The Other 98% meme was therefore misleading in its description of Thompson’s offenses, saying only that he had “sold three pounds of weed,” and leaving out the fact that he had also been convicted on weapons charges. In fact, the relatively heavy prison sentence he received (the reason why he is “still in prison to this day”) was not related to the three drug charges. For those offenses, Thompson was given a 15-year sentence, and he would have been released in 2011 if he had not also been convicted on weapons charges.
In fact, the statutory maximum penalty for those drug charges was four years in prison and a fine of up to $2,000. Thompson’s sentence was increased to 15 years because he had already been convicted of three drug-related felonies dating back to the 1980s and therefore was charged under Michigan’s “habitual offender” law.
Similarly, his sentence for possession of a weapon by a convicted felon was increased, under the habitual offender law, from five years in prison to between 40 and 60 years in prison, and it is that conviction and sentence alone that accounts for Thompson’s continued incarceration as of 2019.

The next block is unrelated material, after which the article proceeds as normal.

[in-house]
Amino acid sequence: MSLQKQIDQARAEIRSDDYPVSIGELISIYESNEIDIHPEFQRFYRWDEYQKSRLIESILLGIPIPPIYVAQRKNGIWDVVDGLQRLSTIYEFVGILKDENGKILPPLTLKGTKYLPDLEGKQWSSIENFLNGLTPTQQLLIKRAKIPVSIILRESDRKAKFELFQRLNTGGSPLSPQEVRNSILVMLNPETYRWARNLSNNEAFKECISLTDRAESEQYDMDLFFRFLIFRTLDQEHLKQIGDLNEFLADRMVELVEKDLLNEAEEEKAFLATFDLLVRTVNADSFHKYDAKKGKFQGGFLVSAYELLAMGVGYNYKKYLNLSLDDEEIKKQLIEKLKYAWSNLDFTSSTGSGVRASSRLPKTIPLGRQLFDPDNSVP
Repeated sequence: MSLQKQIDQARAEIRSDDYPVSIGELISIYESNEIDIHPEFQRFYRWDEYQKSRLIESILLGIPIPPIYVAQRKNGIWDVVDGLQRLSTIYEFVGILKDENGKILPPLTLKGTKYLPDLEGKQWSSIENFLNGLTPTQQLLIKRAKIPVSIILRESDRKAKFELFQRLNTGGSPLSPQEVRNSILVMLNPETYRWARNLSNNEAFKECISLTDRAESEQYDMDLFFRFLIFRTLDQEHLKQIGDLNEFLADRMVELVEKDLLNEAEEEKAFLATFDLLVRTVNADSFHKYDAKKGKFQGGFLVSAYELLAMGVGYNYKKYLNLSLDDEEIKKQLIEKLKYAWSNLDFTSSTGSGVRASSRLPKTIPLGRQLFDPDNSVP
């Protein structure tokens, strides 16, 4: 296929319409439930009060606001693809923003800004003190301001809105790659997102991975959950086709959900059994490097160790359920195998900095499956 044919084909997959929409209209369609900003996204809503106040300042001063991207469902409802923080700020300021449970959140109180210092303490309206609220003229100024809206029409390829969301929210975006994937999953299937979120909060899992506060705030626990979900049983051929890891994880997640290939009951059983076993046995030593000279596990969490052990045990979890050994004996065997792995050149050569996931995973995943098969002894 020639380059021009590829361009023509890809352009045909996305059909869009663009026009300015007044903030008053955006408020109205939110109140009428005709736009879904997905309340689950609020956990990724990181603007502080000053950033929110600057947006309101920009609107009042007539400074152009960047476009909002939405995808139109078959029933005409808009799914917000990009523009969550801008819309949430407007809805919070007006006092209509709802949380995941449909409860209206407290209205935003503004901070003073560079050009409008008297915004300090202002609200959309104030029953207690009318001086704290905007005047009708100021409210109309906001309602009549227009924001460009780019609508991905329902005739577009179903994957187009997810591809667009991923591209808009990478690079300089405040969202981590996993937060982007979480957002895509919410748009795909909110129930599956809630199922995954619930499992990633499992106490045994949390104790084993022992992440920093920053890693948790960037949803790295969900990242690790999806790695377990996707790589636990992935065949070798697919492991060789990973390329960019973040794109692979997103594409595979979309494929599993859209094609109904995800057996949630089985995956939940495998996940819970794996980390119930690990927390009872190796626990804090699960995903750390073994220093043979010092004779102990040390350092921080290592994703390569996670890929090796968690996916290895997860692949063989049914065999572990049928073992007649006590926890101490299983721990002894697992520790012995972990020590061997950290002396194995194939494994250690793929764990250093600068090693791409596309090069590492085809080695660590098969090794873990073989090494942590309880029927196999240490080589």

The two weapons-possession charges were rather controversial. Thompson never had a firearm on his person while he sold three pounds of marijuana to a police informant in 1994, and did not use or reach for a weapon at any time. Rather, he was convicted on the principle of “constructive possession.”
In arresting Thompson, police found several firearms at his home, all of which Thompson’s wife claimed to own. Despite this, the logic of constructive possession meant that, while the police informant was handing him $4,200 in cash for the marijuana, Thompson knew the whereabouts of the firearms and, in principle, he had them at his disposal. In the view of prosecutors and the court, this amounted to constructive possession, and Thompson could therefore be charged and convicted of possession by a felon and possession while committing a felony (the drug deal).